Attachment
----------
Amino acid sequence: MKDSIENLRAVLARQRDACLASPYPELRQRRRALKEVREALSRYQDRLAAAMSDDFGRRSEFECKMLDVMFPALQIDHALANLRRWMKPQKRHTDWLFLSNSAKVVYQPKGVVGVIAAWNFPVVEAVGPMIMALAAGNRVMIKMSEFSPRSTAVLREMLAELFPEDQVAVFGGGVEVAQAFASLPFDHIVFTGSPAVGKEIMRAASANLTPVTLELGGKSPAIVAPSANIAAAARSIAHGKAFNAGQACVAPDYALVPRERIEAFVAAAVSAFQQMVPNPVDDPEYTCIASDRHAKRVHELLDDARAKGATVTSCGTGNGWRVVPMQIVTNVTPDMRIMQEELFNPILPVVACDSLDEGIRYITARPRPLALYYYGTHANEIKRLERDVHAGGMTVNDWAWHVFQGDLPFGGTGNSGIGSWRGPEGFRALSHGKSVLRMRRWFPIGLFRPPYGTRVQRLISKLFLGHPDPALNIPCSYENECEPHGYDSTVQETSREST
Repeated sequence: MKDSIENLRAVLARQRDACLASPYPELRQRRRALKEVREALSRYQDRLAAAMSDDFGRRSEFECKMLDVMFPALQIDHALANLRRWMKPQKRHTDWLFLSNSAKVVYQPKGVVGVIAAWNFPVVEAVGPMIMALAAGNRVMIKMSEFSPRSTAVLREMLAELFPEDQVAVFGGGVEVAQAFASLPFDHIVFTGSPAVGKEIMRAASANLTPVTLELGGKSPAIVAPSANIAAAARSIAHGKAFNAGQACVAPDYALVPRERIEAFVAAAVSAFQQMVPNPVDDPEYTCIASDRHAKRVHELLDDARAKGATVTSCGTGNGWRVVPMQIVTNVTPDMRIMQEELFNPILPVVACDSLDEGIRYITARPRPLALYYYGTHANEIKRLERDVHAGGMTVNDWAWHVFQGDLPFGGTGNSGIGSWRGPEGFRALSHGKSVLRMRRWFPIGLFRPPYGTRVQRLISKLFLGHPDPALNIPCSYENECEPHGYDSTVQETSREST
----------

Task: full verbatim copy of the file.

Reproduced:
Amino acid sequence: MKDSIENLRAVLARQRDACLASPYPELRQRRRALKEVREALSRYQDRLAAAMSDDFGRRSEFECKMLDVMFPALQIDHALANLRRWMKPQKRHTDWLFLSNSAKVVYQPKGVVGVIAAWNFPVVEAVGPMIMALAAGNRVMIKMSEFSPRSTAVLREMLAELFPEDQVAVFGGGVEVAQAFASLPFDHIVFTGSPAVGKEIMRAASANLTPVTLELGGKSPAIVAPSANIAAAARSIAHGKAFNAGQACVAPDYALVPRERIEAFVAAAVSAFQQMVPNPVDDPEYTCIASDRHAKRVHELLDDARAKGATVTSCGTGNGWRVVPMQIVTNVTPDMRIMQEELFNPILPVVACDSLDEGIRYITARPRPLALYYYGTHANEIKRLERDVHAGGMTVNDWAWHVFQGDLPFGGTGNSGIGSWRGPEGFRALSHGKSVLRMRRWFPIGLFRPPYGTRVQRLISKLFLGHPDPALNIPCSYENECEPHGYDSTVQETSREST
Repeated sequence: MKDSIENLRAVLARQRDACLASPYPELRQRRRALKEVREALSRYQDRLAAAMSDDFGRRSEFECKMLDVMFPALQIDHALANLRRWMKPQKRHTDWLFLSNSAKVVYQPKGVVGVIAAWNFPVVEAVGPMIMALAAGNRVMIKMSEFSPRSTAVLREMLAELFPEDQVAVFGGGVEVAQAFASLPFDHIVFTGSPAVGKEIMRAASANLTPVTLELGGKSPAIVAPSANIAAAARSIAHGKAFNAGQACVAPDYALVPRERIEAFVAAAVSAFQQMVPNPVDDPEYTCIASDRHAKRVHELLDDARAKGATVTSCGTGNGWRVVPMQIVTNVTPDMRIMQEELFNPILPVVACDSLDEGIRYITARPRPLALYYYGTHANEIKRLERDVHAGGMTVNDWAWHVFQGDLPFGGTGNSGIGSWRGPEGFRALSHGKSVLRMRRWFPIGLFRPPYGTRVQRLISKLFLGHPDPALNIPCSYENECEPHGYDSTVQETSREST